News & Views
plus
Home > Case Study > Supporting redesign of acute services

Supporting redesign of acute services

Our Transformation Unit helped develop a new model of care for acute services at a health and social care partnership alliance.

Background
Cheshire East Partnership is an alliance of health and social care partners (two acute trusts, commissioners, community service providers, one mental health provider, local authority and primary care), that are working together to improve the health and wellbeing of the population of Cheshire East Place (approximate population of 378,000)​.

Cheshire East Place is facing a range of challenges in respect of delivering sustainable health and care services. Key issues faced by acute providers include increasing demand from an older and frailer population, falling demand for some services, financial challenges, workforce challenges and some less resilient services.

Cheshire East Place needed to develop a new model of care for acute services that was aligned with the process for development of the integrated care partnership and redesign of integrated community services.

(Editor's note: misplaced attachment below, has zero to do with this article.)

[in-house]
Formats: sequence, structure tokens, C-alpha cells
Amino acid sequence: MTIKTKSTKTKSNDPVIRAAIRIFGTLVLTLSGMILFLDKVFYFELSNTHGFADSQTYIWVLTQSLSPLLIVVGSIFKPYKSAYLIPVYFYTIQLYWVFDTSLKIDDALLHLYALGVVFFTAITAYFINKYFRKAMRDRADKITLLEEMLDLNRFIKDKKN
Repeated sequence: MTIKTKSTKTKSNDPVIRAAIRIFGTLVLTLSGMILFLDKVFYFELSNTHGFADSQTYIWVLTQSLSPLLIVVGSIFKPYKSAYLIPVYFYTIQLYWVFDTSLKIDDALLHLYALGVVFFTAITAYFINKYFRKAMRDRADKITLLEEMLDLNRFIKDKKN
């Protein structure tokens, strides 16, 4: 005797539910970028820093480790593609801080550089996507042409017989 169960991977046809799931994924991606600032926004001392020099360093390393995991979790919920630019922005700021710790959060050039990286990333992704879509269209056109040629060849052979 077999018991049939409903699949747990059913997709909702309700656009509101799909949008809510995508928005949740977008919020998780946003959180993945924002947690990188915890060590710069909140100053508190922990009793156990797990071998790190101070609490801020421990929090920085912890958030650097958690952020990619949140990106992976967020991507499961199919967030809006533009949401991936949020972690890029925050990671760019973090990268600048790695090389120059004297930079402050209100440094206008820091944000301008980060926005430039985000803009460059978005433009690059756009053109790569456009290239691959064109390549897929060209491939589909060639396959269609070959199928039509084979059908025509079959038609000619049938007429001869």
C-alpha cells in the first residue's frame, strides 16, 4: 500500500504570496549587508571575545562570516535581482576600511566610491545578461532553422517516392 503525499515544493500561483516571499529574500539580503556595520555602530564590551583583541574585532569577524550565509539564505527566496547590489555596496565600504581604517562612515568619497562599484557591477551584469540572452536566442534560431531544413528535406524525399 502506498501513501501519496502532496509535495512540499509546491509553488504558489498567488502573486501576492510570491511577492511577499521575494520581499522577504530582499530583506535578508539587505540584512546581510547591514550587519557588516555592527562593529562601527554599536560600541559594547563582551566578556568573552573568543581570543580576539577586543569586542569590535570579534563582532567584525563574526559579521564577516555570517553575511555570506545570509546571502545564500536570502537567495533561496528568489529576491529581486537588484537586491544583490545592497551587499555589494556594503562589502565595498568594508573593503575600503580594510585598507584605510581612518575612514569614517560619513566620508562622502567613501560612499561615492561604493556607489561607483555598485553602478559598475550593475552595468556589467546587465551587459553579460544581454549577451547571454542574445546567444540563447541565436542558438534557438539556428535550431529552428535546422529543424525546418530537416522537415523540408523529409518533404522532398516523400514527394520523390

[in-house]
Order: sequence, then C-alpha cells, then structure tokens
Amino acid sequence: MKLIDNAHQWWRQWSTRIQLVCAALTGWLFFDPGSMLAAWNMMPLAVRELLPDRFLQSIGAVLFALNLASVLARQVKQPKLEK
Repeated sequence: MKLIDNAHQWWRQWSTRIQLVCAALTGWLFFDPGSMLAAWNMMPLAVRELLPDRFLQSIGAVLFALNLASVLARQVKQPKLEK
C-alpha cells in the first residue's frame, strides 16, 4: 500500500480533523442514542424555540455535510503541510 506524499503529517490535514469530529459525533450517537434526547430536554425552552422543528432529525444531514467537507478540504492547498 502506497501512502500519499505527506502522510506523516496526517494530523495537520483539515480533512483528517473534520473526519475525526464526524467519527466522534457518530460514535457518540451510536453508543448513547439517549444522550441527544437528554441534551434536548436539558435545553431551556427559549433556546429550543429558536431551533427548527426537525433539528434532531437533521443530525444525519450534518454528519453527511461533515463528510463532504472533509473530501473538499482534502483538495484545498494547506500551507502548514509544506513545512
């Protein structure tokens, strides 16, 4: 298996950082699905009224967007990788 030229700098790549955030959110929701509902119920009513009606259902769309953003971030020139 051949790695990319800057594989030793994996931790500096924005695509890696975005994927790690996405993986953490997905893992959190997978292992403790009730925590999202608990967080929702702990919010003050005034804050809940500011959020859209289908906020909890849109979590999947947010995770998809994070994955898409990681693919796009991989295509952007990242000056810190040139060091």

MLCSU’s Transformation Unit was commissioned to support Cheshire East Place with the redesign of acute services across two acute trusts to meet the needs of the Cheshire East population.

Action
This programme of work was delivered under the backdrop of the COVID-19 pandemic. It required exceptional flexibility and adaptability to deliver a clinical redesign programme with limited capacity from the clinical community. Key deliverables for this programme included: ​

  • Confirmation of programme scope – an alignment piece designed to reach agreement between partners about the scope and desired outcomes​
  • Decision-making and governance framework to set out the process for approval​
  • Data analysis on the current services and population health needs to enable articulation of the Case for Change​
  • A clinically-led process of designing a new model of care for acute services ​
  • Baseline activity and finance model to inform future options​
  • Design of an options development approach ​
  • Communications and engagement strategy and support for patient and public engagement​.

Impact

Under challenging circumstances for the clinical community we delivered a co-produced Model of Care that describes acute services within the context of an integrated care model.

Engagement and support from across acute clinical, social care, community and primary care professionals was strong with consensus reached on what future services should look like and what they should collectively strive to achieve in terms of quality, accessibility and sustainability.